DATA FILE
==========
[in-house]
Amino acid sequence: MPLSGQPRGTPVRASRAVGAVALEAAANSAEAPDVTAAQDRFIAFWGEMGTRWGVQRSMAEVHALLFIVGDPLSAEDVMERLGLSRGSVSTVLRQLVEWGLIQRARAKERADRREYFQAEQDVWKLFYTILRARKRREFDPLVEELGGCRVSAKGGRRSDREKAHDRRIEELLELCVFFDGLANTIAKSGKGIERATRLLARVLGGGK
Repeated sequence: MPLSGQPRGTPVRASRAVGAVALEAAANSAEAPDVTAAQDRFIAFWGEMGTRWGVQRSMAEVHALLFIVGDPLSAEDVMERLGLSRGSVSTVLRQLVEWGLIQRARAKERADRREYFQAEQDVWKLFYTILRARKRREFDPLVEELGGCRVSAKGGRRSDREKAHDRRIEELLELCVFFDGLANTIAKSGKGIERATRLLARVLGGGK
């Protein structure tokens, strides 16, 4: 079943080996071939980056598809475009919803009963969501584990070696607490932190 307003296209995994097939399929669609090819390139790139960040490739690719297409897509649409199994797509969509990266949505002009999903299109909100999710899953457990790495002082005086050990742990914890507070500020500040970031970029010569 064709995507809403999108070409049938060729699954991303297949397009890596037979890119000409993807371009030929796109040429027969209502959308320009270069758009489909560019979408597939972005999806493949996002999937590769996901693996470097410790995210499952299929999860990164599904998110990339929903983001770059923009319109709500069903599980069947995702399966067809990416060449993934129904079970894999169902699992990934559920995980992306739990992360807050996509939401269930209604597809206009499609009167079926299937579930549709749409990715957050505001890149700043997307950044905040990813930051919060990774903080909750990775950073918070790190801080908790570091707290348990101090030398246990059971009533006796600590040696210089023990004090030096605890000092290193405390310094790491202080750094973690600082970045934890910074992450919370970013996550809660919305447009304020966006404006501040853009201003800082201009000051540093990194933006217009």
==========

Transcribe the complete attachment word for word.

[in-house]
Amino acid sequence: MPLSGQPRGTPVRASRAVGAVALEAAANSAEAPDVTAAQDRFIAFWGEMGTRWGVQRSMAEVHALLFIVGDPLSAEDVMERLGLSRGSVSTVLRQLVEWGLIQRARAKERADRREYFQAEQDVWKLFYTILRARKRREFDPLVEELGGCRVSAKGGRRSDREKAHDRRIEELLELCVFFDGLANTIAKSGKGIERATRLLARVLGGGK
Repeated sequence: MPLSGQPRGTPVRASRAVGAVALEAAANSAEAPDVTAAQDRFIAFWGEMGTRWGVQRSMAEVHALLFIVGDPLSAEDVMERLGLSRGSVSTVLRQLVEWGLIQRARAKERADRREYFQAEQDVWKLFYTILRARKRREFDPLVEELGGCRVSAKGGRRSDREKAHDRRIEELLELCVFFDGLANTIAKSGKGIERATRLLARVLGGGK
């Protein structure tokens, strides 16, 4: 079943080996071939980056598809475009919803009963969501584990070696607490932190 307003296209995994097939399929669609090819390139790139960040490739690719297409897509649409199994797509969509990266949505002009999903299109909100999710899953457990790495002082005086050990742990914890507070500020500040970031970029010569 064709995507809403999108070409049938060729699954991303297949397009890596037979890119000409993807371009030929796109040429027969209502959308320009270069758009489909560019979408597939972005999806493949996002999937590769996901693996470097410790995210499952299929999860990164599904998110990339929903983001770059923009319109709500069903599980069947995702399966067809990416060449993934129904079970894999169902699992990934559920995980992306739990992360807050996509939401269930209604597809206009499609009167079926299937579930549709749409990715957050505001890149700043997307950044905040990813930051919060990774903080909750990775950073918070790190801080908790570091707290348990101090030398246990059971009533006796600590040696210089023990004090030096605890000092290193405390310094790491202080750094973690600082970045934890910074992450919370970013996550809660919305447009304020966006404006501040853009201003800082201009000051540093990194933006217009």